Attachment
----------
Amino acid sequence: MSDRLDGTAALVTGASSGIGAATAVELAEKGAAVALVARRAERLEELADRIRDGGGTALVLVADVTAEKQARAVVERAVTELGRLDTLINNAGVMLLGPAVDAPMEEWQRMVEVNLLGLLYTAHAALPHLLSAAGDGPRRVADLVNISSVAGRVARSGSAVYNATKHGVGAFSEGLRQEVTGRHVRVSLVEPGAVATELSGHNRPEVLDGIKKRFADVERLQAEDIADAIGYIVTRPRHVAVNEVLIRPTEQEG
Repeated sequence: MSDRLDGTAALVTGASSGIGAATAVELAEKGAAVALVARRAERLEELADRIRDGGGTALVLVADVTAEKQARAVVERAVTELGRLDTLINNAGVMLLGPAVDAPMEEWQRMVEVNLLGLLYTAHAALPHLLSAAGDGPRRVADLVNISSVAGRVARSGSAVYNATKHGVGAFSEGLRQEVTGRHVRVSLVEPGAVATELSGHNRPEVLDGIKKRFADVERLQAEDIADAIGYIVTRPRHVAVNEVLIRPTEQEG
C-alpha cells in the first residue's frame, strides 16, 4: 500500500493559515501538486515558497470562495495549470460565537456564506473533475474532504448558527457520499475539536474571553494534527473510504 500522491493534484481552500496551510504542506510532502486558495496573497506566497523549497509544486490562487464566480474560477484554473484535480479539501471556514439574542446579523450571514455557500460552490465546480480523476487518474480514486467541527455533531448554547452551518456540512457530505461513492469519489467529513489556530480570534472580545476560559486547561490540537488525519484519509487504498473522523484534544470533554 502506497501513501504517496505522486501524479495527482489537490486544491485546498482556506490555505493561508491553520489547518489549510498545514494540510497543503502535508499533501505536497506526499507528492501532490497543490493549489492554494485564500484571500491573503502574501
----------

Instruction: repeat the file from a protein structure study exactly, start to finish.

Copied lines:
Amino acid sequence: MSDRLDGTAALVTGASSGIGAATAVELAEKGAAVALVARRAERLEELADRIRDGGGTALVLVADVTAEKQARAVVERAVTELGRLDTLINNAGVMLLGPAVDAPMEEWQRMVEVNLLGLLYTAHAALPHLLSAAGDGPRRVADLVNISSVAGRVARSGSAVYNATKHGVGAFSEGLRQEVTGRHVRVSLVEPGAVATELSGHNRPEVLDGIKKRFADVERLQAEDIADAIGYIVTRPRHVAVNEVLIRPTEQEG
Repeated sequence: MSDRLDGTAALVTGASSGIGAATAVELAEKGAAVALVARRAERLEELADRIRDGGGTALVLVADVTAEKQARAVVERAVTELGRLDTLINNAGVMLLGPAVDAPMEEWQRMVEVNLLGLLYTAHAALPHLLSAAGDGPRRVADLVNISSVAGRVARSGSAVYNATKHGVGAFSEGLRQEVTGRHVRVSLVEPGAVATELSGHNRPEVLDGIKKRFADVERLQAEDIADAIGYIVTRPRHVAVNEVLIRPTEQEG
C-alpha cells in the first residue's frame, strides 16, 4: 500500500493559515501538486515558497470562495495549470460565537456564506473533475474532504448558527457520499475539536474571553494534527473510504 500522491493534484481552500496551510504542506510532502486558495496573497506566497523549497509544486490562487464566480474560477484554473484535480479539501471556514439574542446579523450571514455557500460552490465546480480523476487518474480514486467541527455533531448554547452551518456540512457530505461513492469519489467529513489556530480570534472580545476560559486547561490540537488525519484519509487504498473522523484534544470533554 502506497501513501504517496505522486501524479495527482489537490486544491485546498482556506490555505493561508491553520489547518489549510498545514494540510497543503502535508499533501505536497506526499507528492501532490497543490493549489492554494485564500484571500491573503502574501